Classification: BCL-2 inhibitor
About Venetoclax (Venclexta™)
Venetoclax works by binding to and inhibiting BCL-2, which is a protein found on cancerous lymphocyte cells. Venetoclax causes the breakdown of the lymphocytes that cause CLL. Venetoclax is approved only for patients with CLL with the 17p depletion mutation.
How to Take Venetoclax
Venetoclax comes in a tablet to be taken by mouth. The starting dose is 20mg once a day, for 7 days. The dose is then slowly increased to 400mg per day over a period of 5 weeks. Take this medication around the same time every day, with a meal and water. Swallow the tablets whole; do not chew, crush or break the tablets.
If you miss a dose and it is within 8 hours of when you usually take your dose, take the missed dose and resume your normal schedule. If it has been longer than 8 hours since your normally scheduled dose, skip that dose and resume our normal schedule the next day. If you vomit after taking the dose, do not take an extra dose. Resume your normal schedule with the next dose.
The dose is increased slowly over a period of 5 weeks. During this time, proper hydration is important to prevent tumor lysis syndrome, a condition that occurs due to rapid breakdown of tumor cells.
- Patients should drink 6 to 8 glasses of non-alcoholic fluids (about 56 ounces total), starting 2 days prior to the first dose, the day of the first dose, and every time the dose is increased.
- At each increase of dose you may have blood tests drawn and imaging completed due to the rapid reduction of tumor that can be caused by venetoclax.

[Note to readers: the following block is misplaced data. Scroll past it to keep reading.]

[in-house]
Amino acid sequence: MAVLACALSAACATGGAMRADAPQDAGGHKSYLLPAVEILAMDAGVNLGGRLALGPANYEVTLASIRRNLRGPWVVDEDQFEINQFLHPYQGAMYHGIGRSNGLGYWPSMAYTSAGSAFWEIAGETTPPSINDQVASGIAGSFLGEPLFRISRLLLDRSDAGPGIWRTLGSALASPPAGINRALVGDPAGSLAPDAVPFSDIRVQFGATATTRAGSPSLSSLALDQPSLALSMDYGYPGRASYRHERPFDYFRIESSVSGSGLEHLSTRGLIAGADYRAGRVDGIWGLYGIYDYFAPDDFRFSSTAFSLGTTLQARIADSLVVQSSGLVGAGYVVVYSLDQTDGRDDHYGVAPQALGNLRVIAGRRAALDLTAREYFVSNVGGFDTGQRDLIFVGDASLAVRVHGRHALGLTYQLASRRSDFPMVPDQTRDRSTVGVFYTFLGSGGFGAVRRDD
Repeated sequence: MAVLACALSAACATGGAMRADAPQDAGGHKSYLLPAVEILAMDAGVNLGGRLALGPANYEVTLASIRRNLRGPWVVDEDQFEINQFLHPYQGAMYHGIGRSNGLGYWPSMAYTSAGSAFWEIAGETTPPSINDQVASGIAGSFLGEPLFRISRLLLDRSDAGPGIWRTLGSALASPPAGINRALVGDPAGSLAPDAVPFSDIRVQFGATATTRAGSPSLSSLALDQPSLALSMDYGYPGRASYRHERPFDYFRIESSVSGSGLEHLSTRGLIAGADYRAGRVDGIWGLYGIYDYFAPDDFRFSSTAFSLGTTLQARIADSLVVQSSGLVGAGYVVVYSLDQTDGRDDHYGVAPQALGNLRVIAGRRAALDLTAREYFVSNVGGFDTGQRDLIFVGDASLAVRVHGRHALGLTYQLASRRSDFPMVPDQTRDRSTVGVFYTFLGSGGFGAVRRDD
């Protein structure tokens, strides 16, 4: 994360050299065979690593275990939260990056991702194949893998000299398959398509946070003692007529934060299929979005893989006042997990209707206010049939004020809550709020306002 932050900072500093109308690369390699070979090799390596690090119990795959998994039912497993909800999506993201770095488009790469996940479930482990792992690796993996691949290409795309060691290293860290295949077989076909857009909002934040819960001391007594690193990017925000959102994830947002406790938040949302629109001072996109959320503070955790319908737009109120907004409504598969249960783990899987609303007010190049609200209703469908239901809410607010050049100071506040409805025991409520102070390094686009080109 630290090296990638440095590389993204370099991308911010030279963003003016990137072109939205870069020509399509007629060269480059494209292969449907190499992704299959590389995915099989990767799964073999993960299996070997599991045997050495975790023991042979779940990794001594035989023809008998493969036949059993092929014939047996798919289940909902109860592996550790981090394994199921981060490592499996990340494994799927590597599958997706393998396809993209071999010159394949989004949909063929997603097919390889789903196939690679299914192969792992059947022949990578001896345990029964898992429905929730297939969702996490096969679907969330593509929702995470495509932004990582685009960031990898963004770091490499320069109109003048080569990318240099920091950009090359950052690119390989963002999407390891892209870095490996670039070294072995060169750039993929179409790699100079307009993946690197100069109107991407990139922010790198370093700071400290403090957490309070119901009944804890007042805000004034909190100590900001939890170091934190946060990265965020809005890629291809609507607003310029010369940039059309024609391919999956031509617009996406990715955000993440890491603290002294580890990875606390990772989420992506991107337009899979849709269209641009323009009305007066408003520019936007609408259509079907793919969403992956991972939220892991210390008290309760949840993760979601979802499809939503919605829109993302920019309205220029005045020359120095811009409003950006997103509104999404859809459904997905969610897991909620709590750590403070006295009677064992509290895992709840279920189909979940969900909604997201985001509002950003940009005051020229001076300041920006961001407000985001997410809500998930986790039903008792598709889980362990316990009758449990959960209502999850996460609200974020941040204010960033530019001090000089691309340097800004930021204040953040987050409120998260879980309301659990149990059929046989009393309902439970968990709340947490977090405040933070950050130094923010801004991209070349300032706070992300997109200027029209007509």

- The rapid breakdown of these cells can cause tumor lysis syndrome (TLS), which can lead to kidney damage. Symptoms of TLS include fever, nausea, vomiting, confusion, shortness of breath, seizures, irregular heartbeat, dark or cloudy urine, muscle or joint pain, and unusual tiredness. Report any of these symptoms to your oncology team right away.
- You may be given intravenous fluids and medications to protect your kidneys.
The blood levels of this medication can be affected by medications and certain foods, so they should be avoided, especially at initiation of the medication and during dose increases. These include: grapefruit products, starfruit, Seville oranges, ketoconazole, voriconazole, ciprofloxacin, amiodarone, diltiazem, carvedilol and verapamil, among others. Be sure to tell your healthcare provider about all medications and supplements you take.
Storage and Handling
Store your medication in the original, labeled blister pack, at room temperature and in a dry location (unless otherwise directed by your healthcare provider or pharmacist). This medication should not be stored in a pillbox. Keep containers out of reach of children and pets.
If a caregiver prepares your dose for you, they should consider wearing gloves or pour the pills directly from their container into the cap, a small cup, or directly into your hand. They should avoid touching the pills. They should always wash their hands before and after giving you the medication. Pregnant or nursing women should not prepare the dose for you. Ask your oncology team where to return any unused medication for disposal. Do not flush down the toilet or throw in the trash.